Getting It Right

Not only was I bored spending most of my time in bed for 10 weeks, but I began obsessing on things wrong in the bedroom.   The hubby knew that was going to lead to some kind of overhaul, and, indeed, it did.

bedroomSeveral years ago, some walls in the bedroom and study were done with Venetian plaster  that blended more than one color.  The color chosen for the remaining walls was never right, but since I saw them in the dim light of morning and night I let it go.  Not possible after looking at it day after day.

So, the first thing was to choose a new color that would blend a little better.  After sampling several grays, the selection was Sherwin Williams Lazy Gray.  A new color meant new carpet, darker than the one that had shown every little bit of dirt. How much airier the space seemed with those changes!

The hubby thought that was enough, but no, I wasn’t finished.  Every picture was relocated.  I don’t know where the botanicals came from, but I found them in a closet.  What made them a great choice is the frame which picked up the tones in the piece over the bed.

Art that hung over the fireplace was pleasing, but the frames were mismatched. Again I shopped the house, gathering pieces that not only had matching frames but played off the colors dominating the room.  And, note those shelves.  All the clutter is gone and what’s there looks like it belongs.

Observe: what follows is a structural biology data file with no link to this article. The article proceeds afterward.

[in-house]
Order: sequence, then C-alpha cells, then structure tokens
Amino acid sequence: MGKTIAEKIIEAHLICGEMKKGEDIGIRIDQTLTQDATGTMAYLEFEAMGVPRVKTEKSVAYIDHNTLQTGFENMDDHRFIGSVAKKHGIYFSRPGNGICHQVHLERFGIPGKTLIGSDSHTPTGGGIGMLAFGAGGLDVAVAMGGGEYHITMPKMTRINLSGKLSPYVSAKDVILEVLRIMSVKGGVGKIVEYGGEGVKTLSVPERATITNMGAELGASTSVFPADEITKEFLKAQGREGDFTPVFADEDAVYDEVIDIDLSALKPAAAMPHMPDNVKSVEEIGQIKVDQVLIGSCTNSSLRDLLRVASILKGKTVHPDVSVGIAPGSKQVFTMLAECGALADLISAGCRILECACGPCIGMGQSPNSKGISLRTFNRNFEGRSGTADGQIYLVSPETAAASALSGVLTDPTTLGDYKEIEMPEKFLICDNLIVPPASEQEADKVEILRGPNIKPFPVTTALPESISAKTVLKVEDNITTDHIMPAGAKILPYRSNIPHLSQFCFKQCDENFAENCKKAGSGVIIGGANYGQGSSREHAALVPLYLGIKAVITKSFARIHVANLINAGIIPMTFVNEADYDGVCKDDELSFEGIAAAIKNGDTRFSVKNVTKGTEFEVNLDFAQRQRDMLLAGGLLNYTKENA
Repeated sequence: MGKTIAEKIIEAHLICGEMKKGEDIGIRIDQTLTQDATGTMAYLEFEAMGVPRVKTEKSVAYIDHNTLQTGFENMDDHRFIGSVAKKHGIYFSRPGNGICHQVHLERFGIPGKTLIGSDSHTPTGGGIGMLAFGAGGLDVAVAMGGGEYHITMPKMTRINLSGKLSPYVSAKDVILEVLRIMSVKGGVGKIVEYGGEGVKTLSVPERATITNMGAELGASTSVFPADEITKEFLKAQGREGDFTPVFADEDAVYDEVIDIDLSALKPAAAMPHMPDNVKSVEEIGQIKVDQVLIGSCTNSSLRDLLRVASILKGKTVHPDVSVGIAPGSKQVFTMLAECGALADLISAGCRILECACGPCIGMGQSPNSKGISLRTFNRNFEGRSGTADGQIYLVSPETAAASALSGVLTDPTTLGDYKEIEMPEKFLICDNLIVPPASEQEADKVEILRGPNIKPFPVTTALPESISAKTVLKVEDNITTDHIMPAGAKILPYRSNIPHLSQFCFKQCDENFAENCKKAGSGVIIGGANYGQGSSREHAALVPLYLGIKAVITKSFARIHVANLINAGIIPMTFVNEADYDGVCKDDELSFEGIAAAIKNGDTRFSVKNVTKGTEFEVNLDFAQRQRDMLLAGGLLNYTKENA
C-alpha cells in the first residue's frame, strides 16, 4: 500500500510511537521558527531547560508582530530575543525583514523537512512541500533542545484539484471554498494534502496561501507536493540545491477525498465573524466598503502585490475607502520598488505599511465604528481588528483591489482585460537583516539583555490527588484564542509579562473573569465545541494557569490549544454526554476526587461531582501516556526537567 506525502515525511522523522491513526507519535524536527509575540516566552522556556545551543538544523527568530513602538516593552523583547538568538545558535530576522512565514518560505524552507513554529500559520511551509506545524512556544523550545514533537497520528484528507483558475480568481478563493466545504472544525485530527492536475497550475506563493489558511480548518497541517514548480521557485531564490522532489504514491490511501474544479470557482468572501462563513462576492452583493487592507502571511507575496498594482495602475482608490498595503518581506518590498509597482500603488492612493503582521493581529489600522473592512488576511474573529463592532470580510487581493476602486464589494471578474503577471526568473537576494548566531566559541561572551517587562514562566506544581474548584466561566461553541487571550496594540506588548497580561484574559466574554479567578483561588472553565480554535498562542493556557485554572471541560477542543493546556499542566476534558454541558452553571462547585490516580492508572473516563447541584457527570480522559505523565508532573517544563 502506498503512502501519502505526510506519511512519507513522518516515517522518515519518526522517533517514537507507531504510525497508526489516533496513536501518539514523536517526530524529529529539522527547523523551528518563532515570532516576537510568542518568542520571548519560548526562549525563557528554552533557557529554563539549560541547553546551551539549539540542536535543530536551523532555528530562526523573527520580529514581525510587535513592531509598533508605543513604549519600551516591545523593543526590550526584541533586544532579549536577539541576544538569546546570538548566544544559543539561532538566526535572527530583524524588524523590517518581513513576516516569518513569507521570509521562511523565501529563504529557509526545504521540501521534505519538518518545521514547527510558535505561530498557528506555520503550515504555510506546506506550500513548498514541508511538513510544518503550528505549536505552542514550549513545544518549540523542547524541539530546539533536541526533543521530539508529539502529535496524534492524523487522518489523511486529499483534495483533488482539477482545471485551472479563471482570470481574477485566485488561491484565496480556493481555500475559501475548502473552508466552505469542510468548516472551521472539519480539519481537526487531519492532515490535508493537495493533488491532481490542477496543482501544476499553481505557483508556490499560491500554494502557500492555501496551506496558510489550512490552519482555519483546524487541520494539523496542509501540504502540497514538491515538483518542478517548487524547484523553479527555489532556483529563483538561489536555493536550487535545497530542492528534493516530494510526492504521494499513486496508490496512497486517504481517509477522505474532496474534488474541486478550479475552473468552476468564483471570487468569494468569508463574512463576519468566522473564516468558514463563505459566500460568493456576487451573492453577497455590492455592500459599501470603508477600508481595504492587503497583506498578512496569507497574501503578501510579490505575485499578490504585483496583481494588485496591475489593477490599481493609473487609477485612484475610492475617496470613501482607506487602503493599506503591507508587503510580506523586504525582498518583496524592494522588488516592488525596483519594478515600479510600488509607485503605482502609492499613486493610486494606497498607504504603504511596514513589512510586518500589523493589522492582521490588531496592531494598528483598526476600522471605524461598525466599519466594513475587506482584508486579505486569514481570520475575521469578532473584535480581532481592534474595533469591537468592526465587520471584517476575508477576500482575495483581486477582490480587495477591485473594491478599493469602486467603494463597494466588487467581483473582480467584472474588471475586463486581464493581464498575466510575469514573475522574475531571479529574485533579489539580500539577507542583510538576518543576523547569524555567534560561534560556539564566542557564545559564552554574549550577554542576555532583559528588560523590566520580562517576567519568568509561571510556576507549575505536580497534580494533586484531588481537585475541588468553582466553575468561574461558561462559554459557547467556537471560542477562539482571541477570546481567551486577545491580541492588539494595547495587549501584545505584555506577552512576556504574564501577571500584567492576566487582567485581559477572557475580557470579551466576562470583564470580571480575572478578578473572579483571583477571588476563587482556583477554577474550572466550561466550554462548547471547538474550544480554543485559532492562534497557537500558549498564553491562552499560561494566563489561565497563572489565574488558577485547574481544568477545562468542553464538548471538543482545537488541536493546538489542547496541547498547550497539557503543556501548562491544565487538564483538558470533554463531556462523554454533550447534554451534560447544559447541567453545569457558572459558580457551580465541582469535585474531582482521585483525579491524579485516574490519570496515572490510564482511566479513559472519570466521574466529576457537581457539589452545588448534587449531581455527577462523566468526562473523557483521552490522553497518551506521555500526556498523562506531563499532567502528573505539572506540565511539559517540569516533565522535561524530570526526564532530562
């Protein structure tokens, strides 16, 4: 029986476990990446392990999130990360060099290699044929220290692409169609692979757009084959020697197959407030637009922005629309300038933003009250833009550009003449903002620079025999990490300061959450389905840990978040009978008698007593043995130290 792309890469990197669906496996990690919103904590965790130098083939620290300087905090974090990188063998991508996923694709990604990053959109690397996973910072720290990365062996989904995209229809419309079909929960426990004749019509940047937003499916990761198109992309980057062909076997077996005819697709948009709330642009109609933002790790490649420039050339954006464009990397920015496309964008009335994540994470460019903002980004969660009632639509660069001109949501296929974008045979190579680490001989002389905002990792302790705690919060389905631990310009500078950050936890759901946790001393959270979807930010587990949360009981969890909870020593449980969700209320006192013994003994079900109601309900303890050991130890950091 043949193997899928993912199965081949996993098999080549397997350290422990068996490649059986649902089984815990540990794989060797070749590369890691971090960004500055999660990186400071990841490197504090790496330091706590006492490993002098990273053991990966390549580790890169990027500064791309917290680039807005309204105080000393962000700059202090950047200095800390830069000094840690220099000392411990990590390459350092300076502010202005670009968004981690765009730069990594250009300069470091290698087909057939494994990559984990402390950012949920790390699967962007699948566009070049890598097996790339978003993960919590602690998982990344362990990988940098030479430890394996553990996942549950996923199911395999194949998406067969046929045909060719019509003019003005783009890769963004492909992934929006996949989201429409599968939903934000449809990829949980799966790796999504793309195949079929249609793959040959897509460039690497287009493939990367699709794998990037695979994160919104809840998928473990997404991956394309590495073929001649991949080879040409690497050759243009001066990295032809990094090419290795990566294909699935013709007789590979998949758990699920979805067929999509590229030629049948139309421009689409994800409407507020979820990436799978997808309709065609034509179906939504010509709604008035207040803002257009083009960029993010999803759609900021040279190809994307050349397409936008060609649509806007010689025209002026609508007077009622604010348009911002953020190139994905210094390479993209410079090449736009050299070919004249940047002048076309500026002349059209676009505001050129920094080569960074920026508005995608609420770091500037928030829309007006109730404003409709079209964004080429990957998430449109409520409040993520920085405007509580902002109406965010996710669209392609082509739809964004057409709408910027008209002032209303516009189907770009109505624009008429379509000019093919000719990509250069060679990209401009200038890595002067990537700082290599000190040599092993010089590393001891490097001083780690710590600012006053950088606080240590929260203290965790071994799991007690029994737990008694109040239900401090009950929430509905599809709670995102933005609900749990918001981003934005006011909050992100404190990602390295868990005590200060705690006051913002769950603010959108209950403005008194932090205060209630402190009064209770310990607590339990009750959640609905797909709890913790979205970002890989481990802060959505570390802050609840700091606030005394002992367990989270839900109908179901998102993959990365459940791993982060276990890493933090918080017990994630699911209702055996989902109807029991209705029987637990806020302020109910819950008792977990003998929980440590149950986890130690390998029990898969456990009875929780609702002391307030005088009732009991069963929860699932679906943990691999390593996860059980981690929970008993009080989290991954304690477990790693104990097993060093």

Now on a roll, I gathered a few other odds and ends as accessories, and they, too, look like they were made for the space.

Though the hubby groaned  thinking the project was unnecessary, he admitted when all was done that the changes were quite an improvement.  That made it all worthwhile, but he’s hoping I don’t have opportunity to obsess over something else in the near future!

i so appreciate your visit and the comments you leave behind

A Little Bit of History

For some time readers have asked about my weaving, so as I am pretty much housebound these days, this seems a good time to write about it and weaving in general.  Let’s begin with some background that I hope you find interesting .

OLYMPUS DIGITAL CAMERADid you know that that the only surviving being that has been weaving longer than man is a spider?  History suggests that man discovered early on that lacing reeds, grasses and twigs together provided items such as clothing, shelter, vessels  and sleep mats that made life more comfortable. So it is that weaving is said to have preceded other skills such as pottery making, metalsmithing or glass blowing he/she eventually developed.  Knowing something of the history of weaving makes me very proud to continue this ages old tradition.

st-petersburg-191As time passed, weaving became not just practical but an art form.  Skilled weavers were held in high regard among royalty who frequently appointed them to court positions.  Here, weavers created beautiful tapestries that were used for decorative purposes as well as taken to battle where they made encampments more like home.  Often tapestries were prized spoils of war.  Thankfully, many survived various ransacks and have been preserved so that we might enjoy and marvel at the work done by hand in another time.